How to Get Startup Ideas (2023)

How to Get Startup Ideas (1)

How to Get Startup Ideas (2)Want to start a startup? Get funded byY Combinator.
How to Get Startup Ideas (3)

November 2012

The way to get startup ideas is not to try to think of startupideas. It's to look for problems, preferably problems you haveyourself.

The very best startup ideas tend to have three things in common:they're something the founders themselves want, that they themselvescan build, and that few others realize are worth doing. Microsoft,Apple, Yahoo, Google, and Facebook all began this way.


Why is it so important to work on a problem you have? Among otherthings, it ensures the problem really exists. It sounds obviousto say you should only work on problems that exist. And yet by farthe most common mistake startups make is to solve problems no onehas.

I made it myself. In 1995 I started a company to put art galleriesonline. But galleries didn't want to be online. It's not how theart business works. So why did I spend 6 months working on thisstupid idea? Because I didn't pay attention to users. I inventeda model of the world that didn't correspond to reality, and workedfrom that. I didn't notice my model was wrong until I triedto convince users to pay for what we'd built. Even then I tookembarrassingly long to catch on. I was attached to my model of theworld, and I'd spent a lot of time on the software. They had towant it!

Why do so many founders build things no one wants? Because theybegin by trying to think of startup ideas. That m.o. is doublydangerous: it doesn't merely yield few good ideas; it yields badideas that sound plausible enough to fool you into working on them.

At YC we call these "made-up" or "sitcom" startup ideas. Imagineone of the characters on a TV show was starting a startup. Thewriters would have to invent something for it to do. But comingup with good startup ideas is hard. It's not something you can dofor the asking. So (unless they got amazingly lucky) the writerswould come up with an idea that sounded plausible, but was actuallybad.

For example, a social network for pet owners. It doesn't soundobviously mistaken. Millions of people have pets. Often they carea lot about their pets and spend a lot of money on them. Surelymany of these people would like a site where they could talk toother pet owners. Not all of them perhaps, but if just 2 or 3percent were regular visitors, you could have millions of users.You could serve them targeted offers, and maybe charge for premiumfeatures.


The danger of an idea like this is that when you run it by yourfriends with pets, they don't say "I would never use this." Theysay "Yeah, maybe I could see using something like that." Even whenthe startup launches, it will sound plausible to a lot of people.They don't want to use it themselves, at least not right now, butthey could imagine other people wanting it. Sum that reactionacross the entire population, and you have zero users.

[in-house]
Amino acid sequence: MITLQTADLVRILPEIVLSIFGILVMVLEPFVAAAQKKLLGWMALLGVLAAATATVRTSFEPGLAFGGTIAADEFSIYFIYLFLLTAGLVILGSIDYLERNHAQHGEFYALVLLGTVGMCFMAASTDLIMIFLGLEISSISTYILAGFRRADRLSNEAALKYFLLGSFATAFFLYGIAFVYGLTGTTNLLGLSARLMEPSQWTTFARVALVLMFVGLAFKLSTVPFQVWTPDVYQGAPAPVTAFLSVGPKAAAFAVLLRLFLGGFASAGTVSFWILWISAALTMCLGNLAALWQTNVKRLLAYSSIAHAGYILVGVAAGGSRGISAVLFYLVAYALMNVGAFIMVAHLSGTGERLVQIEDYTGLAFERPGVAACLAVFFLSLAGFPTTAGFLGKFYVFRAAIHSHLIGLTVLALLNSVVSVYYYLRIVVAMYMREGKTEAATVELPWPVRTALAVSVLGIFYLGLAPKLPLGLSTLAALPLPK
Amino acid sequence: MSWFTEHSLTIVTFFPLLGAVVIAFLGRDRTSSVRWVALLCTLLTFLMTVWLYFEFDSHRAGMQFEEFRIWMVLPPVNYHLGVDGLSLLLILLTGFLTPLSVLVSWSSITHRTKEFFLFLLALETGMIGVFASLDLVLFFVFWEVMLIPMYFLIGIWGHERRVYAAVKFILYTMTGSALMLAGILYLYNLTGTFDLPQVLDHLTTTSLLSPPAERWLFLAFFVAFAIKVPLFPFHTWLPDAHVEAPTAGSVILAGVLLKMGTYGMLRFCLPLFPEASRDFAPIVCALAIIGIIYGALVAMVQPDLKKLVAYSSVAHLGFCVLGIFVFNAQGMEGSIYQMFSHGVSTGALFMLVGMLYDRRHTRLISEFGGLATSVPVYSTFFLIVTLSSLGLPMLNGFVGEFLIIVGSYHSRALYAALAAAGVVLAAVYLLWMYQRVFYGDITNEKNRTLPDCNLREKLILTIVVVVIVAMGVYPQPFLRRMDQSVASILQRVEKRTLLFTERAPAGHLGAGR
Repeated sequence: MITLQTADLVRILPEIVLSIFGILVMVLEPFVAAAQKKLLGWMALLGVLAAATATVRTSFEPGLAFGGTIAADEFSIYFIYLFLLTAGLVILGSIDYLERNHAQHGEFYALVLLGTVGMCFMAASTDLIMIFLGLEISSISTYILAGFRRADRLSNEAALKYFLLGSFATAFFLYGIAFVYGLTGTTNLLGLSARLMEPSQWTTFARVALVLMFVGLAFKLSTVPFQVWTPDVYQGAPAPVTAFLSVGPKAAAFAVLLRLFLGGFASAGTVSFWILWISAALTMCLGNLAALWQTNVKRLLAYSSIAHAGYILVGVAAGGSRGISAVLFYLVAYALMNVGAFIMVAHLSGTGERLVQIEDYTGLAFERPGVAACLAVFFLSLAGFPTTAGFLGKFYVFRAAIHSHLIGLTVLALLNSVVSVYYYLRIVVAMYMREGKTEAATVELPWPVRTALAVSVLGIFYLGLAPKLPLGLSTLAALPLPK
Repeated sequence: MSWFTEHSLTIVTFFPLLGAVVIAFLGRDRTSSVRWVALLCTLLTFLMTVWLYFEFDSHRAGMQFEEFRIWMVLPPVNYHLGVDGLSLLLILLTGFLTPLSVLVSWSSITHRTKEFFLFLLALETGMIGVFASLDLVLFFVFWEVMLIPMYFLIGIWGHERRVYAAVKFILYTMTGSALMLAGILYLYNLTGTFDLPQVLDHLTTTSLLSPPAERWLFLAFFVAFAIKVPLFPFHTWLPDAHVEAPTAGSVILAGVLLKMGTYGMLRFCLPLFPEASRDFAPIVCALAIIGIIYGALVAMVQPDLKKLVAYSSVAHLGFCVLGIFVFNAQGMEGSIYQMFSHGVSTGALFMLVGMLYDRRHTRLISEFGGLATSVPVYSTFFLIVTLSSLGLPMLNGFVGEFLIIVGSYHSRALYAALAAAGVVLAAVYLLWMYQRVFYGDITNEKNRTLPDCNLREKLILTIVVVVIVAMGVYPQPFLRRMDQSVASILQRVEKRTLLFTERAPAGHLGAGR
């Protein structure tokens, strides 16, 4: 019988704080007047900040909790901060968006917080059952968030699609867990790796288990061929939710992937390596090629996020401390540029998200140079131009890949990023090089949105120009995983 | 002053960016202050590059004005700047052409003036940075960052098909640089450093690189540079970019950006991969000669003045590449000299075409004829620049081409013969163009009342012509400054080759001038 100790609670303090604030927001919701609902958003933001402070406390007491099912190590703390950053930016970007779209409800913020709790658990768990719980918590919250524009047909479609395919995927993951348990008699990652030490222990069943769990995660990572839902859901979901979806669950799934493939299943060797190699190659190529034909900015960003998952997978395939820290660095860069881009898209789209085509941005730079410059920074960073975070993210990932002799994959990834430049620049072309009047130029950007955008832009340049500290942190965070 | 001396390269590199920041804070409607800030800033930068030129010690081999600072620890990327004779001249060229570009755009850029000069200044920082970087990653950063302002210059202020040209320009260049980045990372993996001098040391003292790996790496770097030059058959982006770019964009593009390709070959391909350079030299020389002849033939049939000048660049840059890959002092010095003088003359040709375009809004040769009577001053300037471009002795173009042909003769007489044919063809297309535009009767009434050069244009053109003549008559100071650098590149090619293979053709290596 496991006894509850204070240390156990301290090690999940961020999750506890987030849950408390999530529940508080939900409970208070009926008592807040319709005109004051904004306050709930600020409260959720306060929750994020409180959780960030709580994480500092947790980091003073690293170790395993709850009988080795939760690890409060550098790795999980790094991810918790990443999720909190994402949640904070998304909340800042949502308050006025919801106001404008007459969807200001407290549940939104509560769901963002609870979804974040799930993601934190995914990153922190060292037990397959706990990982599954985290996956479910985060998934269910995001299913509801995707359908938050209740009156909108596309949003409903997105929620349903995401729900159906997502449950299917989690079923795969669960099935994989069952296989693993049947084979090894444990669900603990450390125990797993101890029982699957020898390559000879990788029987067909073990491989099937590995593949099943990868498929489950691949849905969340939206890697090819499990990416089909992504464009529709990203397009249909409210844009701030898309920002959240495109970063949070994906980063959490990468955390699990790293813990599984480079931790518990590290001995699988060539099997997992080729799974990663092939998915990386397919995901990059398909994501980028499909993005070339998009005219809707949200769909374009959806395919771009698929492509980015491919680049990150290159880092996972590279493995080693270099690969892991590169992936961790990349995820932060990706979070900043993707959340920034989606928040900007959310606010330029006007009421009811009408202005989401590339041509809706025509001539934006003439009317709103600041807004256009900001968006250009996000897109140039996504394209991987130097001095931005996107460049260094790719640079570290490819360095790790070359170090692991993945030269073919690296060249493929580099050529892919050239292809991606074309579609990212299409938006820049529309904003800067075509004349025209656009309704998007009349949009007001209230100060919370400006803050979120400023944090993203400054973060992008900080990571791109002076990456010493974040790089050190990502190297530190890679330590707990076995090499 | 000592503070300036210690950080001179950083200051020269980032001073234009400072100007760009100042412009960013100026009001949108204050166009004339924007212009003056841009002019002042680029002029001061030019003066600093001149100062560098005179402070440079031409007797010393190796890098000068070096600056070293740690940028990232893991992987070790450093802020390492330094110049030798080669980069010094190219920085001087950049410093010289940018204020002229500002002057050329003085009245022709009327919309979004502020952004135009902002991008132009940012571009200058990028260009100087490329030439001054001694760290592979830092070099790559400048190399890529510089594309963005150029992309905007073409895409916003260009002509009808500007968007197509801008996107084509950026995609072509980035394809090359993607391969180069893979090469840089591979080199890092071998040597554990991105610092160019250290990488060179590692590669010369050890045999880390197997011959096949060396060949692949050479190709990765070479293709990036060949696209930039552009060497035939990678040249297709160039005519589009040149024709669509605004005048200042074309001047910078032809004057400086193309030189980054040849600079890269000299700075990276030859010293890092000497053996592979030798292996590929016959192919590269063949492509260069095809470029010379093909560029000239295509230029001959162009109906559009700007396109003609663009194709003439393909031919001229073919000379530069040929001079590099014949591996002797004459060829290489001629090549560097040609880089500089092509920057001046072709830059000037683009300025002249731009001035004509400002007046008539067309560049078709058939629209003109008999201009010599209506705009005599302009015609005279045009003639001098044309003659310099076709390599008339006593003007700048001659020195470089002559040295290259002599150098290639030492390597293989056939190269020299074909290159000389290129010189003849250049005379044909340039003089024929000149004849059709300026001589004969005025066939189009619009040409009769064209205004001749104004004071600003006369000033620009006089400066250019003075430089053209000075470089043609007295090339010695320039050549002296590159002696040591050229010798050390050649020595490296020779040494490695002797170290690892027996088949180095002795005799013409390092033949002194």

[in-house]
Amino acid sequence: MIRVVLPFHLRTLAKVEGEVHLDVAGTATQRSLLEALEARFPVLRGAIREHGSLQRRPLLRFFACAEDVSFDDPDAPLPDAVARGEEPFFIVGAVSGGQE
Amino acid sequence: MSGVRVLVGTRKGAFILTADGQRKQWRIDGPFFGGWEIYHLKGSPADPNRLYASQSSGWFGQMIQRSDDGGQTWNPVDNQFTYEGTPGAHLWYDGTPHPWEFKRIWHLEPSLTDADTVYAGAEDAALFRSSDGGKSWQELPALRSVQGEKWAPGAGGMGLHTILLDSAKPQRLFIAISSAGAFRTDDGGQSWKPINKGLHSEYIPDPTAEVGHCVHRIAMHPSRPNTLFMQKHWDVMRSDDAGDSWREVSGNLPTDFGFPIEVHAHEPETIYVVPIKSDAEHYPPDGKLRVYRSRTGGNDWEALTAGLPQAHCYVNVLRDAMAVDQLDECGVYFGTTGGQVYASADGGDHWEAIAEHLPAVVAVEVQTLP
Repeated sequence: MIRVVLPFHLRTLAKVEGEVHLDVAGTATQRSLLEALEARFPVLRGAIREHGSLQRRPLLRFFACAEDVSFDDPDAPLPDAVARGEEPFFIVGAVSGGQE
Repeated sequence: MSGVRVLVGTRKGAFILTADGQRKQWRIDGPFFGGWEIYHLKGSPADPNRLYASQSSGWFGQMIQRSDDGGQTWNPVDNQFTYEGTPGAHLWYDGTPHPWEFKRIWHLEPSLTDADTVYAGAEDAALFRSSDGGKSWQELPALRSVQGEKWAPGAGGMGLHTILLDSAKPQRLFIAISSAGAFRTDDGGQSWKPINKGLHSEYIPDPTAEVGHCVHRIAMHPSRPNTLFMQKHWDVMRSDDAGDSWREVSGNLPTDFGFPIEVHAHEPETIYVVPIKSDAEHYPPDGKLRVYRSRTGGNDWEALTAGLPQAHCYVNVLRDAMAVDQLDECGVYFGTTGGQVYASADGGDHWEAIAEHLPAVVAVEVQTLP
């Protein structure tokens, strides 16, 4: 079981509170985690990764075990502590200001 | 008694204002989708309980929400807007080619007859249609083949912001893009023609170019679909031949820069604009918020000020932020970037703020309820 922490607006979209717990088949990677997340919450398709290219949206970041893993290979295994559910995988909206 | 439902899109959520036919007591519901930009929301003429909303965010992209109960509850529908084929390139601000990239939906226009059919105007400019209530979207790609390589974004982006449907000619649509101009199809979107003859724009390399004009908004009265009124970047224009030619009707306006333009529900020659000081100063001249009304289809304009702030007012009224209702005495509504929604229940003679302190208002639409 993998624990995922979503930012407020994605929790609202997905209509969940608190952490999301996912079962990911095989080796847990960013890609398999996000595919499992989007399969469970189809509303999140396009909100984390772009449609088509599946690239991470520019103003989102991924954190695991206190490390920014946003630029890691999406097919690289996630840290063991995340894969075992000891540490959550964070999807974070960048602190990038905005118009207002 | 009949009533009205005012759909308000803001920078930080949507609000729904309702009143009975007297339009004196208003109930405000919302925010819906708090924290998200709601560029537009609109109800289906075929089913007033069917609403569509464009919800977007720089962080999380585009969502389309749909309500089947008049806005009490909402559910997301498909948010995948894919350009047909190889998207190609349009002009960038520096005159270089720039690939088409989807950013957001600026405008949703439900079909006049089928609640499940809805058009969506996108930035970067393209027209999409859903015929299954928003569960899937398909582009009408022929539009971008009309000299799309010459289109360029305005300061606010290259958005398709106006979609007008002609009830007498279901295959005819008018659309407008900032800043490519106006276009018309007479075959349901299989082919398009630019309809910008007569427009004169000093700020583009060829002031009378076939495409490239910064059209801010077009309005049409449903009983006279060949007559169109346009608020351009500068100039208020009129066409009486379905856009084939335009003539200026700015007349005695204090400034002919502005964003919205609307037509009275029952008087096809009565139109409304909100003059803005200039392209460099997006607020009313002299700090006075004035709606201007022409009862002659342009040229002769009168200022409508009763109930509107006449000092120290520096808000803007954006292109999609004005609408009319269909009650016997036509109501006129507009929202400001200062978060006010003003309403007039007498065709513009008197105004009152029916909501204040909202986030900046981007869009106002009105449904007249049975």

When a startup launches, there have to be at least some users whoreally need what they're making — not just people who could seethemselves using it one day, but who want it urgently. Usuallythis initial group of users is small, for the simple reason thatif there were something that large numbers of people urgently neededand that could be built with the amount of effort a startup usuallyputs into a version one, it would probably already exist. Whichmeans you have to compromise on one dimension: you can either buildsomething a large number of people want a small amount, or somethinga small number of people want a large amount. Choose the latter.Not all ideas of that type are good startup ideas, but nearly allgood startup ideas are of that type.

Imagine a graph whose x axis represents all the people who mightwant what you're making and whose y axis represents how much theywant it. If you invert the scale on the y axis, you can envisioncompanies as holes. Google is an immense crater: hundreds ofmillions of people use it, and they need it a lot. A startup juststarting out can't expect to excavate that much volume. So youhave two choices about the shape of hole you start with. You caneither dig a hole that's broad but shallow, or one that's narrowand deep, like a well.

Made-up startup ideas are usually of the first type. Lots of peopleare mildly interested in a social network for pet owners.